Well Told with Monica Ruffo, Founder and CEO of Well Told Health

The founder and CEO of Well Told Health, Monica Ruffo is a serial entrepreneur and an award-winning leader with a long-standing passion for health and wellness. A few years ago, her life took an unexpected turn when she was diagnosed with an aggressive form of breast cancer. Throughout her 18 months of cancer treatment, she put her passion for health and wellness to work on herself, researching every aspect of her lifestyle and treatment options and advocating strongly for both traditional and natural treatments. As a result, she fared extremely well both during and after cancer treatment, and uncovered what she felt was a huge gap in the market. The more digging she did, the more she realized that most “natural health” products are not natural at all; they are riddled with synthetics, fillers and isolates, and most consumers have no idea what they are putting into their bodies or even why. As she continued her quest to better understand natural health products, she completed a Certificate in Plant-Based Nutrition from Cornell University and decided to found Well Told Health.

For a limited time, discover Monica's Fall Self-Care picks for up to 50% off!

Your deep dive into health and wellness really began as a result of being diagnosed with breast cancer. Can you talk about some of the significant ways your lifestyle has changed since having that “aha” moment?

Before being diagnosed, I was already on a journey to a whole food plant-based diet, but that definitely accelerated it. From a lifestyle perspective, I’m a lot more conscious of my health in general. I’m not sure how I would have acted before, but during the pandemic I’ve been really prudent and generally more aware of my health as something that’s vulnerable and needs to be cared for. I can be intense passionate about what I do, and I think since the cancer scare I have more of an awareness that I have to be careful not to push my body too hard, especially when it comes to work. And while it’s still a journey, it’s certainly a lot more in the forefront of my life right now. Overall it’s been an awakening and given me a heightened awareness of how vulnerable our health can be.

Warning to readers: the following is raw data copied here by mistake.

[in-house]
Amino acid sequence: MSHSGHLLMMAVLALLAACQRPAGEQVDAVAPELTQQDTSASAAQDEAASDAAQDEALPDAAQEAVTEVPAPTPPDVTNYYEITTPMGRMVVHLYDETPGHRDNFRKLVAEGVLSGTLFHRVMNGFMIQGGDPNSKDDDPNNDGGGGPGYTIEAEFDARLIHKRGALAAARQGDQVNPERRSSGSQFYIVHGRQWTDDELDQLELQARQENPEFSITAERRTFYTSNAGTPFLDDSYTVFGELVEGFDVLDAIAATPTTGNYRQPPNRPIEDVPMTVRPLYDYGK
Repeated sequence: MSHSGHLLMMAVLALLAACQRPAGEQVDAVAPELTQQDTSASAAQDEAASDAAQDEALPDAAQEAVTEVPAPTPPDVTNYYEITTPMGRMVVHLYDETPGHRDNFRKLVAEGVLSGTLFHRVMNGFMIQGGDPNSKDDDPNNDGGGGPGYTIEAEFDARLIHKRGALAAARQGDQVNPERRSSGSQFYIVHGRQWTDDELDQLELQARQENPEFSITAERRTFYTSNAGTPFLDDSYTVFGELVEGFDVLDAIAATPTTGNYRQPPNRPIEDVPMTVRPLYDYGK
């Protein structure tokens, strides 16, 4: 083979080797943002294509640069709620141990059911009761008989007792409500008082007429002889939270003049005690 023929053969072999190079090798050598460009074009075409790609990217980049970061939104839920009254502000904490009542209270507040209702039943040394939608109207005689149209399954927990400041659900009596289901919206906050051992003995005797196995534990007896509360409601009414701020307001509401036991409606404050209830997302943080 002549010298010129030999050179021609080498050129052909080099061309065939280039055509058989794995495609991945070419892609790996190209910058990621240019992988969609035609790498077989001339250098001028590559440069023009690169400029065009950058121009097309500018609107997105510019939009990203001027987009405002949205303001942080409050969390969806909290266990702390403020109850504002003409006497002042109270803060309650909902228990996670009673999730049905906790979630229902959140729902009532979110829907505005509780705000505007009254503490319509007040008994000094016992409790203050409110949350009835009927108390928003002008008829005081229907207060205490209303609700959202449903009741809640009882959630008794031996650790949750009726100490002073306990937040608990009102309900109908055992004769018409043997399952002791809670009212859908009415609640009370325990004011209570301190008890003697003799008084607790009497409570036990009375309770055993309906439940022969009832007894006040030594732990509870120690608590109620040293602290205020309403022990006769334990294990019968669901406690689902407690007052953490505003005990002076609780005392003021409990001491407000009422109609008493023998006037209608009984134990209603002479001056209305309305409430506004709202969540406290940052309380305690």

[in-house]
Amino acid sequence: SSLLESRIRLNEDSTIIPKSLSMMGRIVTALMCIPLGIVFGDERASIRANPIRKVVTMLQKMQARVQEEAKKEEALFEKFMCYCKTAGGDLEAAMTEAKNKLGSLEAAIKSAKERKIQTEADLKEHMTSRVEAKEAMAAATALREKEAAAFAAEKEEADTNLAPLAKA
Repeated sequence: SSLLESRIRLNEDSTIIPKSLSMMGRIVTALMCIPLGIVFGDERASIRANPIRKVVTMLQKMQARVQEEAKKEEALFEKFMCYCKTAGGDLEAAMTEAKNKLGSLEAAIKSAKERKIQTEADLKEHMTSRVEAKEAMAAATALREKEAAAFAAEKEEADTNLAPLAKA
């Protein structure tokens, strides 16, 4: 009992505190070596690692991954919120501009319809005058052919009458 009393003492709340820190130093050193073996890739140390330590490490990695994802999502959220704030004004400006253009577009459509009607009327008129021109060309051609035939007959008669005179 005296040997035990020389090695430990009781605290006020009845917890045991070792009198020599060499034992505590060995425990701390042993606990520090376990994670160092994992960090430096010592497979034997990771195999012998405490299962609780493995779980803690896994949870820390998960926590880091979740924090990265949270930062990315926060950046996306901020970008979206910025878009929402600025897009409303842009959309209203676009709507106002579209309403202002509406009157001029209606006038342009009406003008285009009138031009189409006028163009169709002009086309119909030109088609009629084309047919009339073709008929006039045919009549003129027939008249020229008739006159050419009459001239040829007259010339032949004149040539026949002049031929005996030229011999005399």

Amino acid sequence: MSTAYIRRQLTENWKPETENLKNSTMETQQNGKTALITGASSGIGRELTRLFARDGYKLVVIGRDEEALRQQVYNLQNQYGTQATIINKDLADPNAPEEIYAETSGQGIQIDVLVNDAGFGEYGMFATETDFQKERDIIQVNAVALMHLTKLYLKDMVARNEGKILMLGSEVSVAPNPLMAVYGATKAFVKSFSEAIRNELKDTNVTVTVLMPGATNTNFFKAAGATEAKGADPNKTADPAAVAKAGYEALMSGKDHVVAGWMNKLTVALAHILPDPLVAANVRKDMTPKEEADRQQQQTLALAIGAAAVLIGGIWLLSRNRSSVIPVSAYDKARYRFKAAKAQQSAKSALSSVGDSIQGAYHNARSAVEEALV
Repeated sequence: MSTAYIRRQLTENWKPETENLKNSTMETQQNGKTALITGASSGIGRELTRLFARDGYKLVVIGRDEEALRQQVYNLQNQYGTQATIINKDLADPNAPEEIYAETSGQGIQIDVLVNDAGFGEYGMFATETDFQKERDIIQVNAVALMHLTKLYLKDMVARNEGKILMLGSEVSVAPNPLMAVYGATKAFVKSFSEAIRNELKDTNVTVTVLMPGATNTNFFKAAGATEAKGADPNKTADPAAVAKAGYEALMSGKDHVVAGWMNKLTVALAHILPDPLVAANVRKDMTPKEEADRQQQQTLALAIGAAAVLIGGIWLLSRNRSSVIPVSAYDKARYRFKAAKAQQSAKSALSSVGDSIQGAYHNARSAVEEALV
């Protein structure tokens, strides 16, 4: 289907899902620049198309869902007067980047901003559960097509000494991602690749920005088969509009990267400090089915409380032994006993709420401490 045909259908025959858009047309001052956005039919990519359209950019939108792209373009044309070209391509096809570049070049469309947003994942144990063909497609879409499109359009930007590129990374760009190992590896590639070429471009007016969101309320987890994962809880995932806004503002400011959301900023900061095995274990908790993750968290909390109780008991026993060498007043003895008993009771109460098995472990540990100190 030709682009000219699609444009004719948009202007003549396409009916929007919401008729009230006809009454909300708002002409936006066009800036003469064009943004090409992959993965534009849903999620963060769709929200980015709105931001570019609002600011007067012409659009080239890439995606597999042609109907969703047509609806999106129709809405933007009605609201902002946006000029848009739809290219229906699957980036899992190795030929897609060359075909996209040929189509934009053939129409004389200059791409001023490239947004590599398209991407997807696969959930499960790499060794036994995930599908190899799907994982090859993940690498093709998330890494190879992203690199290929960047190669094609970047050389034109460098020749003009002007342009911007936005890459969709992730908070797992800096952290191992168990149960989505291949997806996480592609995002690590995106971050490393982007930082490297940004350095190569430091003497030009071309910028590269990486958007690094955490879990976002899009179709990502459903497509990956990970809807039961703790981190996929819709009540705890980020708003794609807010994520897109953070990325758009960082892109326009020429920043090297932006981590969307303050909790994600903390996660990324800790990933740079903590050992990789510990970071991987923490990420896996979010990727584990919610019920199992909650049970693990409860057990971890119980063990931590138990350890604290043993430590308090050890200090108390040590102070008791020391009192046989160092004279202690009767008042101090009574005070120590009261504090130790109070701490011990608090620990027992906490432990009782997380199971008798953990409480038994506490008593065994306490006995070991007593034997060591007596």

As a longtime entrepreneur, is there any advice you can offer those looking to find more balance or ways to incorporate wellness into their routine?

Put it in your schedule. You have to make an appointment with yourself and stick to it. But you also have to remember that if you go a few days without the self-care you think you need, you can’t beat yourself up about it. It will always be a balancing act as an entrepreneur, and balance isn’t something you achieve, it’s something you have to try for every day.

As we’ve come to understand, self-care can mean so many different things, what does the concept mean to you personally?

Self-care doesn’t mean one thing for everyone, and often for each person it can mean something different every day. For me self-care really is about carving out time to focus on my physical and emotional wellbeing and nothing else. Whether that’s meditating, exercise, or a facial, it’s something that’s just for me. Sometimes all I need is a half hour meditation. I think the starting point is being in tune with what you need at any given time without outside interference.

What has been a wellness practice that’s has a significant impact on your overall health?

Meditation is without a shadow of a doubt the practice that has had the biggest impact on me. For the longest time I could not figure out how to meditate, and about three years ago I was so stressed I did a workshop through the Jon Kabat-Zinn program (his method is called MBSR) and it was a pivotal moment in my life. It helped me understand what it means to meditate and was so transformative. 

What’s been keeping you well as we transition into fall?

In the fall one of my main transitional wellness practices is drinking more tea. It’s so good for you and full of antioxidants, which are especially important as the seasons change and our bodies become more vulnerable.